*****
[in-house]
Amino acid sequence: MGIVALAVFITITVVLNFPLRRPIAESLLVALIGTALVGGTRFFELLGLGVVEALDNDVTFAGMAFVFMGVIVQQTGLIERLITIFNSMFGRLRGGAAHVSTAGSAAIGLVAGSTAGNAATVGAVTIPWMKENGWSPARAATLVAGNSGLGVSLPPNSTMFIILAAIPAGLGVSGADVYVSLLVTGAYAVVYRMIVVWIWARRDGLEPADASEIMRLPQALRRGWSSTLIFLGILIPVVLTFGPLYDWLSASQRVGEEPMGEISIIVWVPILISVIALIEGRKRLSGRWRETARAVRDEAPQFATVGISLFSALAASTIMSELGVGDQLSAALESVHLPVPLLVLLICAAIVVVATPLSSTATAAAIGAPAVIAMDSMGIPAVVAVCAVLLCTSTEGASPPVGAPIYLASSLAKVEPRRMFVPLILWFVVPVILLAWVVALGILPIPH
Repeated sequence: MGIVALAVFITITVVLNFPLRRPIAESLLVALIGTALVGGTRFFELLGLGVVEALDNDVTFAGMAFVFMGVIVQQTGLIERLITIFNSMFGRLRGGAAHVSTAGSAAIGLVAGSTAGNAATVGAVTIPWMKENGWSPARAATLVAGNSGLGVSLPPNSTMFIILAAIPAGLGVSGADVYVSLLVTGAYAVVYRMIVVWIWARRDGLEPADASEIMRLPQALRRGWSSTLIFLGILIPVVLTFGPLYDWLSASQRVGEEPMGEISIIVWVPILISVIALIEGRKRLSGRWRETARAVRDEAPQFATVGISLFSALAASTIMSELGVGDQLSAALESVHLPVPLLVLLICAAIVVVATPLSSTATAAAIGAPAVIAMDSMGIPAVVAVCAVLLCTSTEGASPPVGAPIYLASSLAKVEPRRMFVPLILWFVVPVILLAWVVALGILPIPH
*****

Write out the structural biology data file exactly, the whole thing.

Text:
[in-house]
Amino acid sequence: MGIVALAVFITITVVLNFPLRRPIAESLLVALIGTALVGGTRFFELLGLGVVEALDNDVTFAGMAFVFMGVIVQQTGLIERLITIFNSMFGRLRGGAAHVSTAGSAAIGLVAGSTAGNAATVGAVTIPWMKENGWSPARAATLVAGNSGLGVSLPPNSTMFIILAAIPAGLGVSGADVYVSLLVTGAYAVVYRMIVVWIWARRDGLEPADASEIMRLPQALRRGWSSTLIFLGILIPVVLTFGPLYDWLSASQRVGEEPMGEISIIVWVPILISVIALIEGRKRLSGRWRETARAVRDEAPQFATVGISLFSALAASTIMSELGVGDQLSAALESVHLPVPLLVLLICAAIVVVATPLSSTATAAAIGAPAVIAMDSMGIPAVVAVCAVLLCTSTEGASPPVGAPIYLASSLAKVEPRRMFVPLILWFVVPVILLAWVVALGILPIPH
Repeated sequence: MGIVALAVFITITVVLNFPLRRPIAESLLVALIGTALVGGTRFFELLGLGVVEALDNDVTFAGMAFVFMGVIVQQTGLIERLITIFNSMFGRLRGGAAHVSTAGSAAIGLVAGSTAGNAATVGAVTIPWMKENGWSPARAATLVAGNSGLGVSLPPNSTMFIILAAIPAGLGVSGADVYVSLLVTGAYAVVYRMIVVWIWARRDGLEPADASEIMRLPQALRRGWSSTLIFLGILIPVVLTFGPLYDWLSASQRVGEEPMGEISIIVWVPILISVIALIEGRKRLSGRWRETARAVRDEAPQFATVGISLFSALAASTIMSELGVGDQLSAALESVHLPVPLLVLLICAAIVVVATPLSSTATAAAIGAPAVIAMDSMGIPAVVAVCAVLLCTSTEGASPPVGAPIYLASSLAKVEPRRMFVPLILWFVVPVILLAWVVALGILPIPH